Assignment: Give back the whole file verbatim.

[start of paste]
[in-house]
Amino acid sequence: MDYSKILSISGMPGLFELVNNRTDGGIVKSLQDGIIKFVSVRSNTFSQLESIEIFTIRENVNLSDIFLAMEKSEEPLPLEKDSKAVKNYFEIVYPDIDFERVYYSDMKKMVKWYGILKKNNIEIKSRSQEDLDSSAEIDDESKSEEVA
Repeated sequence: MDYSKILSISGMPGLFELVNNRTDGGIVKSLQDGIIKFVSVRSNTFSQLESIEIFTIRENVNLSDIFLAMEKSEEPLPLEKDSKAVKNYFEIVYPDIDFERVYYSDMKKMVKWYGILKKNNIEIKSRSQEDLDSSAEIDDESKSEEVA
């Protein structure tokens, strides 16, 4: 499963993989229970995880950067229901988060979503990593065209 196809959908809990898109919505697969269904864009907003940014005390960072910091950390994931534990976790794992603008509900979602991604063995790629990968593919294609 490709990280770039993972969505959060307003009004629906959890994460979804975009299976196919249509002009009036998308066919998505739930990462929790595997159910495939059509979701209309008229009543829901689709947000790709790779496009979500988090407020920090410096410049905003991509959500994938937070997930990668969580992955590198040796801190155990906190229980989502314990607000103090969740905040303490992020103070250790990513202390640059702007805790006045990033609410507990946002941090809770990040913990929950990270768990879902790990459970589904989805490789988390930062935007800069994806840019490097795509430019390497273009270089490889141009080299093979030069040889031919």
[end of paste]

[in-house]
Amino acid sequence: MDYSKILSISGMPGLFELVNNRTDGGIVKSLQDGIIKFVSVRSNTFSQLESIEIFTIRENVNLSDIFLAMEKSEEPLPLEKDSKAVKNYFEIVYPDIDFERVYYSDMKKMVKWYGILKKNNIEIKSRSQEDLDSSAEIDDESKSEEVA
Repeated sequence: MDYSKILSISGMPGLFELVNNRTDGGIVKSLQDGIIKFVSVRSNTFSQLESIEIFTIRENVNLSDIFLAMEKSEEPLPLEKDSKAVKNYFEIVYPDIDFERVYYSDMKKMVKWYGILKKNNIEIKSRSQEDLDSSAEIDDESKSEEVA
């Protein structure tokens, strides 16, 4: 499963993989229970995880950067229901988060979503990593065209 196809959908809990898109919505697969269904864009907003940014005390960072910091950390994931534990976790794992603008509900979602991604063995790629990968593919294609 490709990280770039993972969505959060307003009004629906959890994460979804975009299976196919249509002009009036998308066919998505739930990462929790595997159910495939059509979701209309008229009543829901689709947000790709790779496009979500988090407020920090410096410049905003991509959500994938937070997930990668969580992955590198040796801190155990906190229980989502314990607000103090969740905040303490992020103070250790990513202390640059702007805790006045990033609410507990946002941090809770990040913990929950990270768990879902790990459970589904989805490789988390930062935007800069994806840019490097795509430019390497273009270089490889141009080299093979030069040889031919």